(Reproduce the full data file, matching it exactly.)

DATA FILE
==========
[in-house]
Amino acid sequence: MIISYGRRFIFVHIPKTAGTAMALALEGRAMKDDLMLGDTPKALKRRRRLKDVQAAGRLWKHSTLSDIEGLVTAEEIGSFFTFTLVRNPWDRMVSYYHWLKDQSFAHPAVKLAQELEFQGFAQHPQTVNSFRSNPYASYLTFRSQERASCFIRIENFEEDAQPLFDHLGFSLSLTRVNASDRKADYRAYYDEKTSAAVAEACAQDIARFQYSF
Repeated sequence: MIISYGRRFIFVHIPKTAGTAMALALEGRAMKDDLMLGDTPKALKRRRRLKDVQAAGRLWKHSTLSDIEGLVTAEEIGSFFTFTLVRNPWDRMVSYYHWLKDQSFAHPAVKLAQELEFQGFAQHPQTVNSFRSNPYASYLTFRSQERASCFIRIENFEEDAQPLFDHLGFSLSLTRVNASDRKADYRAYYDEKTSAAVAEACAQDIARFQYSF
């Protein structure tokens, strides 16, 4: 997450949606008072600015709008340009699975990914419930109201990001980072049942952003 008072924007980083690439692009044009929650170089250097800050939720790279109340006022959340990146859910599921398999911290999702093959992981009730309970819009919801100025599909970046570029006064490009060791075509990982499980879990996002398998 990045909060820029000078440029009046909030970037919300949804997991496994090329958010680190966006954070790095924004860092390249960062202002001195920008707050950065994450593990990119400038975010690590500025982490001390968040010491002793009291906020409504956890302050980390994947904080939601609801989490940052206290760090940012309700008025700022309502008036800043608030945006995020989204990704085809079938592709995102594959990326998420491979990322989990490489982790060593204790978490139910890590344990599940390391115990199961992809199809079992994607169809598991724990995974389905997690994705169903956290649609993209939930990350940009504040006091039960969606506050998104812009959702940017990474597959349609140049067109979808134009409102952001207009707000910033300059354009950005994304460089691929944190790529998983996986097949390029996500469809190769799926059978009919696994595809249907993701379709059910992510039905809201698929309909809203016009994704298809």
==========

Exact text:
[in-house]
Amino acid sequence: MIISYGRRFIFVHIPKTAGTAMALALEGRAMKDDLMLGDTPKALKRRRRLKDVQAAGRLWKHSTLSDIEGLVTAEEIGSFFTFTLVRNPWDRMVSYYHWLKDQSFAHPAVKLAQELEFQGFAQHPQTVNSFRSNPYASYLTFRSQERASCFIRIENFEEDAQPLFDHLGFSLSLTRVNASDRKADYRAYYDEKTSAAVAEACAQDIARFQYSF
Repeated sequence: MIISYGRRFIFVHIPKTAGTAMALALEGRAMKDDLMLGDTPKALKRRRRLKDVQAAGRLWKHSTLSDIEGLVTAEEIGSFFTFTLVRNPWDRMVSYYHWLKDQSFAHPAVKLAQELEFQGFAQHPQTVNSFRSNPYASYLTFRSQERASCFIRIENFEEDAQPLFDHLGFSLSLTRVNASDRKADYRAYYDEKTSAAVAEACAQDIARFQYSF
């Protein structure tokens, strides 16, 4: 997450949606008072600015709008340009699975990914419930109201990001980072049942952003 008072924007980083690439692009044009929650170089250097800050939720790279109340006022959340990146859910599921398999911290999702093959992981009730309970819009919801100025599909970046570029006064490009060791075509990982499980879990996002398998 990045909060820029000078440029009046909030970037919300949804997991496994090329958010680190966006954070790095924004860092390249960062202002001195920008707050950065994450593990990119400038975010690590500025982490001390968040010491002793009291906020409504956890302050980390994947904080939601609801989490940052206290760090940012309700008025700022309502008036800043608030945006995020989204990704085809079938592709995102594959990326998420491979990322989990490489982790060593204790978490139910890590344990599940390391115990199961992809199809079992994607169809598991724990995974389905997690994705169903956290649609993209939930990350940009504040006091039960969606506050998104812009959702940017990474597959349609140049067109979808134009409102952001207009707000910033300059354009950005994304460089691929944190790529998983996986097949390029996500469809190769799926059978009919696994595809249907993701379709059910992510039905809201698929309909809203016009994704298809």